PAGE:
Pearl Harbor’s heroism resonates 76 years later

Few days in American history were as dark as Dec. 7, 1941.

That morning, the world changed. A surprise Japanese aerial attack on the naval base at Pearl Harbor in Hawaii dealt a major blow the Pacific Fleet, killing 2,403 U.S. personnel and damaging 19 warships. Total American casualties numbered 3,581, while the blow to the nation’s psyche was felt across the mainland. World War II could no longer be avoided.

AP

Three U.S. battleships are hit from the air during the Japanese attack on Pearl Harbor on Dec. 7, 1941.

Through the smoke, there was hope.

American courage, on display in countless stories throughout the war, was in no short supply through the Pearl Harbor raid. Here are just some of the stories of heroism during that day of infamy.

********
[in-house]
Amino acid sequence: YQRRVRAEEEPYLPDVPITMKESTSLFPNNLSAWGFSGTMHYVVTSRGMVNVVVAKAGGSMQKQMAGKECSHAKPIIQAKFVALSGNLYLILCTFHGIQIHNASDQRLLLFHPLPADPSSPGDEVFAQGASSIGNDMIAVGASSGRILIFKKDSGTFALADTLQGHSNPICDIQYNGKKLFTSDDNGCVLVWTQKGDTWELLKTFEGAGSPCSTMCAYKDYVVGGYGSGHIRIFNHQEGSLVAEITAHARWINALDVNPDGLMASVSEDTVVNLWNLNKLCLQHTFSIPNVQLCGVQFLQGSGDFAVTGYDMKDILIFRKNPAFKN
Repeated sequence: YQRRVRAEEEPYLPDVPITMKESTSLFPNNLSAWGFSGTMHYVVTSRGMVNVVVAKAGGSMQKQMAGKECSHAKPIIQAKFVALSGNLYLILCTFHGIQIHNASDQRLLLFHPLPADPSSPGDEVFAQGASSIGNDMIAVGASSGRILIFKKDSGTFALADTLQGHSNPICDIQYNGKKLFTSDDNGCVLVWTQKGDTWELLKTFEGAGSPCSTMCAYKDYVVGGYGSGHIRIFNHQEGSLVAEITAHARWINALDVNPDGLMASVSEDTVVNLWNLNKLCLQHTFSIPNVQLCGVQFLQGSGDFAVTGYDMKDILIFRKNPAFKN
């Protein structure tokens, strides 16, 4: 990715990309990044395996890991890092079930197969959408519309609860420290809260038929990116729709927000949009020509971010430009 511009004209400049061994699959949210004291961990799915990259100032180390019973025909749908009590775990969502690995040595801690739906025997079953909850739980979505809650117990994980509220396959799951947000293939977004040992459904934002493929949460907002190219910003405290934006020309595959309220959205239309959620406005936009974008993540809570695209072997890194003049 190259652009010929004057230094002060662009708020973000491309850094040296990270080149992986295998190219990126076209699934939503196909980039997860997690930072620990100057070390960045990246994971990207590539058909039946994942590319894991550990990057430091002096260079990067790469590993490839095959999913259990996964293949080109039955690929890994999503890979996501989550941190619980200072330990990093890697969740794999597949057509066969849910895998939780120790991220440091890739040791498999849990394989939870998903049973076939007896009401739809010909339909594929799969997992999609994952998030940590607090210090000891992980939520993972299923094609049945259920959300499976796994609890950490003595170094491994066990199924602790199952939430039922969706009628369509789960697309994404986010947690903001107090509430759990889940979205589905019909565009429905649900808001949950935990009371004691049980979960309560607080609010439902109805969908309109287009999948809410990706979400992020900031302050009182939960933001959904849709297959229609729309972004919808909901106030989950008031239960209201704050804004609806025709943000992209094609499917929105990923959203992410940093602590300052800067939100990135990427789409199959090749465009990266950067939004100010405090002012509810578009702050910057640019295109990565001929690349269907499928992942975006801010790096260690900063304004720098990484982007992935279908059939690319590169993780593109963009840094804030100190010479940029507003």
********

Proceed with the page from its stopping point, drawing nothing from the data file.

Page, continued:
Samuel Fuqua

A lieutenant commander aboard the USS Arizona, which was devastated in the attack and remains sunken in the harbor, became the battleship’s senior officer after a bomb detonated the ship’s ammunition magazine. While he briefly lost consciousness during the attack, he was able to direct firefighting efforts and rescue burning sailors. He directed the ship to be abandoned, staying aboard until he was sure all personnel who could be saved were off the ship. For his courage, Fuqua was awarded the Medal of Honor in March 1942.

Peter Tomich

An Austro-Hungarian immigrant and World War I veteran, he served at Chief Watertender on the USS Utah. After the battleship received a torpedo hit to the hull, Tomich returned to the his station in the boiler room, evacuated shipmates and shutting down the boilers before the Utah sank with him aboard. He was awarded the Medal of Honor, but no kin could be found to posthumously give it to until 2006, when a Admiral Harry Ulrich presented it to Tumich’s family members in Croatia.

George Welch and Kenneth Taylor

After a night of partying, these Army Air Corps pilots spred to Wheeler Army Airfield and sprang into…

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